Comment: Four sentences; one hundred forty-nine words (69, 20, 33, 27) articulated complex.

Banditry-like activities (aka unmilitary and deviated action) seem to have been the main spring for sheer survival à la campagne (i.e., in the country), engendering heavily suffered consequences of pillage and the complete violation of human rights – to the local civilians. 

The continued threat to the country’s constituted peaceful living conditions strained the social interactions of the economic order as well.

Flocks, a greatly appreciated source of living, were raided and brought to the convent’s pastures, where their presence and benefits would have been of material importance to appease the troop’s hunger.

However unprecedented the meeting with the regular French foraging detachment was, it represented a point of maximum tension especially to the independents of French extraction.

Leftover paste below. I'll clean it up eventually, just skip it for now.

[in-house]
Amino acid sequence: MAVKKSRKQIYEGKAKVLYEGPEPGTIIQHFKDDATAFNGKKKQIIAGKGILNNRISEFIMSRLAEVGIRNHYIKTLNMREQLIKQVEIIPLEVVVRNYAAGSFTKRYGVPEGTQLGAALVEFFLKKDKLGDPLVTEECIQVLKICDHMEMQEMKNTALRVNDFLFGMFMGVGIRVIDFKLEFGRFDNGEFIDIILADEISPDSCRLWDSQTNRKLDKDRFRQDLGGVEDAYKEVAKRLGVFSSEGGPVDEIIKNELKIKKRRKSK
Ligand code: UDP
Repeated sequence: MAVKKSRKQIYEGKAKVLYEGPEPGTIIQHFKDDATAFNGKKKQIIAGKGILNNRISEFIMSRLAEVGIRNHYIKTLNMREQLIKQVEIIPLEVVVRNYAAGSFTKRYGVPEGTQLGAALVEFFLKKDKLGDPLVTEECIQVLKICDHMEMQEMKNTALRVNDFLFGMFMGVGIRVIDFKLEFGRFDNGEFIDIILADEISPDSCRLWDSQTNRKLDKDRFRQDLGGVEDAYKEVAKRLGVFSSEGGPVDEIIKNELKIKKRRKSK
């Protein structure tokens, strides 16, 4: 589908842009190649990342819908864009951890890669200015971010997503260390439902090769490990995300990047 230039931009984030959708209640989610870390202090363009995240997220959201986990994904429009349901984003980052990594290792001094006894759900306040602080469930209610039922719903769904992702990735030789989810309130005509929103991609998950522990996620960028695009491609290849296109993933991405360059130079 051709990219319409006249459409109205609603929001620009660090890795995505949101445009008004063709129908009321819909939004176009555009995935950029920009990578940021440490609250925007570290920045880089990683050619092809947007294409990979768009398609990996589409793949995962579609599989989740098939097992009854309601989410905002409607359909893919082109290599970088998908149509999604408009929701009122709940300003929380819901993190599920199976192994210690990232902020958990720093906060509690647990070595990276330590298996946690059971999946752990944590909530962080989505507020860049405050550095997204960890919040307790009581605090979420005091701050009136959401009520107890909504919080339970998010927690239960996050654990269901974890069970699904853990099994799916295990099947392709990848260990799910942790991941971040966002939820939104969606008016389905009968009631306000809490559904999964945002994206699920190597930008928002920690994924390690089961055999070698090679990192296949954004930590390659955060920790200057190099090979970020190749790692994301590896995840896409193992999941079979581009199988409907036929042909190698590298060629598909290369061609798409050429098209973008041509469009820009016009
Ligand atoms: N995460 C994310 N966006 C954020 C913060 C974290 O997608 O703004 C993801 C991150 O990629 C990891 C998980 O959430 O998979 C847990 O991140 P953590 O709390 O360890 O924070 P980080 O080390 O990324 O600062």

This episode has an especially significant interest because it presents a confirmation that the values of honour and devotion to arms had not been completely erased in many of the discontents and hot heads.

A further point of remark is that the passing of time had not altered the innermost affection of their military roots – and this might be regarded as proof of the remaining spark of goodness and patriotism in their hearts.

Storming the monastery: the great assault

Massena pardoned them on condition that they should march at the head of the three battalions who were told off to attack the convent. That den having been carried after a brief resistance, Massena hadMarshal Stockpotshot, as well as the few French who had remained with him. A good many English and Portuguese shared their fate, the rest were sent off to Wellington, who did prompt justice on them[18].